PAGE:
by Benjamin Brown
On Tuesday May 3rd, there was an aberration from my normal routine. Rather than dragging myself reluctantly out of bed, I was up at dawn, tense and excited. Rather than preparing for a day of work, I was zipping myself up in a bright red jumpsuit and scrawling a contact number for legal support onto my arm with permanent marker. Today was the day I would join with over three hundred other protesters and take part in an act of mass civil disobedience against Ffos-y-Fran, the UK’s largest opencast coal mine.
Our convergence on this site, near the Welsh town of Merthyr Tydfil, was at the invitation of local campaigners from the United Valleys Action Group. We came to stand in solidarity with their fight against the mine whilst amplifying our call for green jobs and a future free from fossil fuels. An end to coal, and an end to the political intransigence that has delayed action on climate change for far too long.
At 7.30am, under the drone of police helicopters, we descended into the mine, and with a series of lock-ons, blockades and other disruptions, we peacefully shut down operations on the site. Conscious of the historical significance of coal from when miners fought for the right to a livelihood in the 1980s, treating workers at the mine with respect and dignity was a priority at all times; our indignation was directed firmly at the company bosses and the politicians who have failed to support a just transition away from fossil fuels. Banners were hoisted onto JCBs, music and chanting echoed through the air, and with our bodies we assembled to mark out a strip of red that stretched across the mine. The message was clear: new coal is a red line that must not be crossed if we are serious about tackling climate change.
treating workers at the mine with respect and dignity was a priority
We had entered a huge pit, a hole in the ground, an excavation of massive proportions burrowing into the earth. Surrounding us, mounds of ‘buried sunshine’ – piles of glistening black coal, fossilised organic matter that has lain dormant for 300 million years.
Once burnt, total emissions released from the coal extracted at Ffos-y-fran will amount to almost 30 million tonnes of CO2: equivalent to the annual emissions of 25 million people. At the Paris climate talks earlier this year, world governments pledged to limit temperature rises to 1.5 degrees, meaning that 80% of fossil fuels have to stay in the ground. Yet Miller Argent, the private company operating the mine, have plans for another huge coal mine at Nant Llesg, right next door to Ffos-y-Fran. Looking around the mine, this strange unworldly space where ‘raw geology is liquidated into energy and money’, I was struck by the absurdity of the situation, especially when the renewable energy industry in Wales is so ripe with potential.
I was struck by the absurdity of the situation, especially when the renewable energy industry in Wales is so ripe with potential
For years, the hugely inspiring United Valleys Action Group have campaigned against opencast coal, and the new proposed mine has received thousands of objections from local residents who face the prospect of further scars to the landscape in which they live and the loss of common land. That now, in 2016, a new coal mine can even be considered for approval speaks volumes about the priorities of corporations and politicians and their total lack of touch with the realities of climate change which is already destroying the livelihoods of indigenous people and frontline communities around the world.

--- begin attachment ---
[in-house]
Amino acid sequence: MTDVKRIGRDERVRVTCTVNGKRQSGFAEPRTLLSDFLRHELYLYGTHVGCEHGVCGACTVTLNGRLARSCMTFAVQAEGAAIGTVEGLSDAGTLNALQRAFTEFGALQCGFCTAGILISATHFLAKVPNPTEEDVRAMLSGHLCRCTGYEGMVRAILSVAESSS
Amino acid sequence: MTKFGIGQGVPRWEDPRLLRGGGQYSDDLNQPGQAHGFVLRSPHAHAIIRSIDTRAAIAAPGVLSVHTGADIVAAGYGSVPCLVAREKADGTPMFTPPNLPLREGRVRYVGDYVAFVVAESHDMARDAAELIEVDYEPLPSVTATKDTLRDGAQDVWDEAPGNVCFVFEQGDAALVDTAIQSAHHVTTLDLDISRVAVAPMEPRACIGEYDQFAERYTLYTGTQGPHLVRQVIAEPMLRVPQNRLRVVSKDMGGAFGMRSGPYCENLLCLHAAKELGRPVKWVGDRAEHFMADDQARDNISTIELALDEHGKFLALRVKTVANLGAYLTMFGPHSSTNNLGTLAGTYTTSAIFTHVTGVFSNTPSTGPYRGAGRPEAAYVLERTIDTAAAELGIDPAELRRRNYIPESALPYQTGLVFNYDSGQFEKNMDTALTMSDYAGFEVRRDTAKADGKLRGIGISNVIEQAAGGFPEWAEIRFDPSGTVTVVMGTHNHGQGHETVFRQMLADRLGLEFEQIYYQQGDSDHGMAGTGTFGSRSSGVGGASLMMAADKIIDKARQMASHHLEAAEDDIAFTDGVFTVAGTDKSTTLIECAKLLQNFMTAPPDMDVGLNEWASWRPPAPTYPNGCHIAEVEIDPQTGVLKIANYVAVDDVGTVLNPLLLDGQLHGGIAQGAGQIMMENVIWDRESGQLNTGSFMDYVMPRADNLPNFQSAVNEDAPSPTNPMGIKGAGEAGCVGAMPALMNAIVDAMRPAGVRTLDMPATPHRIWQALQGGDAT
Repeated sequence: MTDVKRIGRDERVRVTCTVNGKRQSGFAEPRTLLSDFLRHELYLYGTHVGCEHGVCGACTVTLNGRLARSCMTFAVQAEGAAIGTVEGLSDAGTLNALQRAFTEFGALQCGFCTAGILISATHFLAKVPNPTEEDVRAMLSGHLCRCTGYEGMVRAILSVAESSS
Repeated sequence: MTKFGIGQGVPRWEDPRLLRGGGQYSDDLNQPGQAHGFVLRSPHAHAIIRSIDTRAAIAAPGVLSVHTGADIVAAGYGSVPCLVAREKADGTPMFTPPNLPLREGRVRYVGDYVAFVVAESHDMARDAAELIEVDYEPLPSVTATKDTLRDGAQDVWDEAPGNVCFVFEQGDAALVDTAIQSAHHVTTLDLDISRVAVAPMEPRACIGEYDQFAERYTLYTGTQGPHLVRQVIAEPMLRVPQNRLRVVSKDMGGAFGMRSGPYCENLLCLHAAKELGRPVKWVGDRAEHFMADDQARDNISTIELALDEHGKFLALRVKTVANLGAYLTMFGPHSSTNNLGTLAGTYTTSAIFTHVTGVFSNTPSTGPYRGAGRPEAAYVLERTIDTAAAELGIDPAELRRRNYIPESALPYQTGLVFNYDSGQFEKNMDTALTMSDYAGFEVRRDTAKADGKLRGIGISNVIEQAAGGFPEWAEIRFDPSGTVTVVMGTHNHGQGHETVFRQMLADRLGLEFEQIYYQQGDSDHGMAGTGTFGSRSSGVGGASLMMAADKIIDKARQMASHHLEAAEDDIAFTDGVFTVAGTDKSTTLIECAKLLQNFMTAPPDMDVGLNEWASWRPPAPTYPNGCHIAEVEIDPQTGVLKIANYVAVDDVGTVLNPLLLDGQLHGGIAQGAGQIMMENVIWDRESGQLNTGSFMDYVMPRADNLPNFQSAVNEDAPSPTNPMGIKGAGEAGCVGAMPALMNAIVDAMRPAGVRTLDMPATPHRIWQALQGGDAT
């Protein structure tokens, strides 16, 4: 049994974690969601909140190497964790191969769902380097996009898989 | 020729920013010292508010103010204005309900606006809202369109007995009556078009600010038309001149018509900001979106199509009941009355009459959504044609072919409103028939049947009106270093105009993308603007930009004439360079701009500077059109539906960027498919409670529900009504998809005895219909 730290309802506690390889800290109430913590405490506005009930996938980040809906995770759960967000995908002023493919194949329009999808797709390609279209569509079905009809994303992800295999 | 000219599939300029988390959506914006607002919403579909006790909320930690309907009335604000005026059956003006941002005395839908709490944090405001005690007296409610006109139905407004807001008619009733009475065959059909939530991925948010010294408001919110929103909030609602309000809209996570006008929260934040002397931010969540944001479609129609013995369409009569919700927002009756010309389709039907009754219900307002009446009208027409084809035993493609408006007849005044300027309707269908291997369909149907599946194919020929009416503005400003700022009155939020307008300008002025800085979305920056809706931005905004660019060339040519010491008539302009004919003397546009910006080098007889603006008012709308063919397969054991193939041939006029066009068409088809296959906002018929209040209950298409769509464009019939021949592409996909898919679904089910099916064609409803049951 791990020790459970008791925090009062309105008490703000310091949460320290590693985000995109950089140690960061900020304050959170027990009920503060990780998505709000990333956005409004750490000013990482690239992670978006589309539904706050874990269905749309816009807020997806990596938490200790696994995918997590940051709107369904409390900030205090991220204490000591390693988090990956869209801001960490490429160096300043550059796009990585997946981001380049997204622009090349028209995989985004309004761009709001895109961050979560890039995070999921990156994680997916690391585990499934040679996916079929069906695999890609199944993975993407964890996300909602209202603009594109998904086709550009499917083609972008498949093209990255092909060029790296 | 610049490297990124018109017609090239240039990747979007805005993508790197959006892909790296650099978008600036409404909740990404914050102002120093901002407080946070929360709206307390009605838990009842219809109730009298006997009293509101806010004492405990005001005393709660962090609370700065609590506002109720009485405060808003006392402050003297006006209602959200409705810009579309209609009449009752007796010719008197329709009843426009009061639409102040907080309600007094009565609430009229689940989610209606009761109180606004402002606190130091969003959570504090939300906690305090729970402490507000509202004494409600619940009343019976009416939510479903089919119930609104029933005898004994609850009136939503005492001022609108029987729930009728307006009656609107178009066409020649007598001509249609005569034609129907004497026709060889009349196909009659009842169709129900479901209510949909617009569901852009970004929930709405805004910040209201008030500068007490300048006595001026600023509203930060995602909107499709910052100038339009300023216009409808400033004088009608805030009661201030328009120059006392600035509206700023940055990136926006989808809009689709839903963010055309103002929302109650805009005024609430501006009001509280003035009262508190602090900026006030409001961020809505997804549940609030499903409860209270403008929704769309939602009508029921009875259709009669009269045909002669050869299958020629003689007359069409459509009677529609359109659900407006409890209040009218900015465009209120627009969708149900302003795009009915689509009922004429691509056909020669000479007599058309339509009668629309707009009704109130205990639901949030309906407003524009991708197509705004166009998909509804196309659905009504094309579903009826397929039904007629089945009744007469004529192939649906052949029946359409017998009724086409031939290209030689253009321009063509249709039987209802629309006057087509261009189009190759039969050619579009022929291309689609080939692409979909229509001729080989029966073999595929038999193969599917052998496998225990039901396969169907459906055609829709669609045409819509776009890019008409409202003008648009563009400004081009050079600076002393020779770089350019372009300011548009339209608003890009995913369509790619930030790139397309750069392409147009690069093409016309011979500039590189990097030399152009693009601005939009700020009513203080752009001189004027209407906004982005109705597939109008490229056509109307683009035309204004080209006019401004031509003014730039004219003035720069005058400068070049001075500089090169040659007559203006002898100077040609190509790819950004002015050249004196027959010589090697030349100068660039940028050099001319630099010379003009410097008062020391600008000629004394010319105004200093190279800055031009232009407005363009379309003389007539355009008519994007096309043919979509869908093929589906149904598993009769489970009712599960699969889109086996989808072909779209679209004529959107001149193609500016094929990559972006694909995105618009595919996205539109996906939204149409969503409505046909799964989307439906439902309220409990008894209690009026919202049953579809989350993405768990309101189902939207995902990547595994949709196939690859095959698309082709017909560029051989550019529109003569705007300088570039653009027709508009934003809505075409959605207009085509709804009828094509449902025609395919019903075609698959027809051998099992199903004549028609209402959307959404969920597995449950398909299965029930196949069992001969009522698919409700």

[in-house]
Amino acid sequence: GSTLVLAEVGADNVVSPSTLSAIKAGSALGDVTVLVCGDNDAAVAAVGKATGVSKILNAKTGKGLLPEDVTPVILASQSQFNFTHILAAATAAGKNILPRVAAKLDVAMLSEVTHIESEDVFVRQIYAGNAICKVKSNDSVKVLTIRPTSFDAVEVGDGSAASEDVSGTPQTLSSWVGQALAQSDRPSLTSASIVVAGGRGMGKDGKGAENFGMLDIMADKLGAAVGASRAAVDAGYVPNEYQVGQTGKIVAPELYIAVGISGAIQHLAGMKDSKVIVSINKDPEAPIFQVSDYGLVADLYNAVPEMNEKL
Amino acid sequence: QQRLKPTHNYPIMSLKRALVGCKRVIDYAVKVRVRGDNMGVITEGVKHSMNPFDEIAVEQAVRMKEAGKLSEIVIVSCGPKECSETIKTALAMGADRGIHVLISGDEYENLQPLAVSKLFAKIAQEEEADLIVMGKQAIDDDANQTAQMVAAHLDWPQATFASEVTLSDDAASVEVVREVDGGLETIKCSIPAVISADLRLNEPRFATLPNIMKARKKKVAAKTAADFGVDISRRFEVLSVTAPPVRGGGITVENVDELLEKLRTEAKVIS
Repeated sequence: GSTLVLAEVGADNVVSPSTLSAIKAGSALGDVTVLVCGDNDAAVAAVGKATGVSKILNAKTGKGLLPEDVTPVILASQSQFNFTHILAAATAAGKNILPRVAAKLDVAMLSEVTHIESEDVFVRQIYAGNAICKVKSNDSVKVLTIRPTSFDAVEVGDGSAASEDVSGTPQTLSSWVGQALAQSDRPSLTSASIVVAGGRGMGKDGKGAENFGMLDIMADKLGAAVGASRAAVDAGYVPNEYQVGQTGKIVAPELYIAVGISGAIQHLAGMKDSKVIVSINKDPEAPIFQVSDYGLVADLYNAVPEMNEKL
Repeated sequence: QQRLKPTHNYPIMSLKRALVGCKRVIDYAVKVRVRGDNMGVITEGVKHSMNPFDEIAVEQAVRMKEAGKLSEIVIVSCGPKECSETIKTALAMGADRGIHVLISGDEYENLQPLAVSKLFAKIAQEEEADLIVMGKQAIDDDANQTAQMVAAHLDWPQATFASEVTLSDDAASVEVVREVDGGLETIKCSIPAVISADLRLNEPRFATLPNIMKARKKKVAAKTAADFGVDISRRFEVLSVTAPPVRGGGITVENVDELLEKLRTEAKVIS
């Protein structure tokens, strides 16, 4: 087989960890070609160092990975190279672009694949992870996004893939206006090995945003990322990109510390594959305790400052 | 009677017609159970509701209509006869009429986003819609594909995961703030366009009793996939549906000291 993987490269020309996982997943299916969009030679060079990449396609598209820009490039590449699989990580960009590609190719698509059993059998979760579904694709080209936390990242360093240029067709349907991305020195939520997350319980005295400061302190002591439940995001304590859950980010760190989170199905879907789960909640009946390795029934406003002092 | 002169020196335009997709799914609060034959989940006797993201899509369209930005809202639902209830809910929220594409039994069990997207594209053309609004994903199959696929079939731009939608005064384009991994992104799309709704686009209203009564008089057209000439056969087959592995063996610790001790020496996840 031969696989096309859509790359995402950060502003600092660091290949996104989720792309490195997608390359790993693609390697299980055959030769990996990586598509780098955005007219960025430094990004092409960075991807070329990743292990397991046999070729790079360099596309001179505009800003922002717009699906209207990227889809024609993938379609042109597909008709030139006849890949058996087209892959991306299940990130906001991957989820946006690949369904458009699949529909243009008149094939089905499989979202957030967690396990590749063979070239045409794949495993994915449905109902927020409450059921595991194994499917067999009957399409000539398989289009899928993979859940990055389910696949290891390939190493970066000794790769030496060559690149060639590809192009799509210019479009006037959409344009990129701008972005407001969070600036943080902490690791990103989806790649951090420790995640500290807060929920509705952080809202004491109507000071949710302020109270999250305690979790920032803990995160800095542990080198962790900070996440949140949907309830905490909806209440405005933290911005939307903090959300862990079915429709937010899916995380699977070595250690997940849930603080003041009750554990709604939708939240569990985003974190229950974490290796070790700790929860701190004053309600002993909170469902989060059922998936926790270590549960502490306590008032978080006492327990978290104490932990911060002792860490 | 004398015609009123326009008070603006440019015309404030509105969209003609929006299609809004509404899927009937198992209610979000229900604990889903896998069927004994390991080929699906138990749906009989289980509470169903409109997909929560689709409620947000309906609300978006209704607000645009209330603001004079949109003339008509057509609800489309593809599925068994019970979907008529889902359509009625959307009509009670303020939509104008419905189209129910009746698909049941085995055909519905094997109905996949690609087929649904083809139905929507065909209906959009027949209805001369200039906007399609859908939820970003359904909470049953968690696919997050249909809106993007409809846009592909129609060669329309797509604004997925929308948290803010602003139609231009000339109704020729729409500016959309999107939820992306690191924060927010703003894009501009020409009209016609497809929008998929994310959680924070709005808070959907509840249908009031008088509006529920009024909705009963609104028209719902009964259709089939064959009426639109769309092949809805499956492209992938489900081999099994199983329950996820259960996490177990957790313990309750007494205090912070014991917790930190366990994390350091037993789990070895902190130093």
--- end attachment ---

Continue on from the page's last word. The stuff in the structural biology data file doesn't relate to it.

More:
New coal would be a disaster. But the end of coal presents a huge opportunity. With the phase out of new coal fired power plants already announced by the UK government, Wales is well placed to harness the growing momentum for green jobs (which, despite cutbacks and a lack of government support, remains strong in the wake of the Paris climate agreement). Fossil fuels are still be subsidised to the tune of £323 billion per year, more than five times that received by renewables, but here at Merthyr the mine only provides around 200 jobs, compared to the thousands that could be created in renewable energy, sustainable agriculture, insulation and transportation.
Fossil fuels are still be subsidised to the tune of £323 billion per year, more than five times that received by renewables
As we left the mine after several hours, I could not help myself smiling. It is easy to feel hopeless and despondent when thinking about climate change. Yet what I witnessed at Ffos-y-Fran was something else. People joined together to confront the climate crisis by taking power into their own hands, and in doing so created something beautiful. The mass trespass at Ffos-y-Fran was the first of a global wave of actions against fossil fuel extraction under the banner of ‘Break Free 2016’, where from the Philippines to Canada, South Africa and Brazil a series of events are planned to draw a red line between ourselves and the fossil fuel industry. Our movement is getting stronger. Our message is getting louder. And we will fight until we win.
 Check out Gavin Bridge’s excellent paper ‘The Hole World: spaces and scales of extraction’ in New Geographies 2
Featured image © Kristian Buus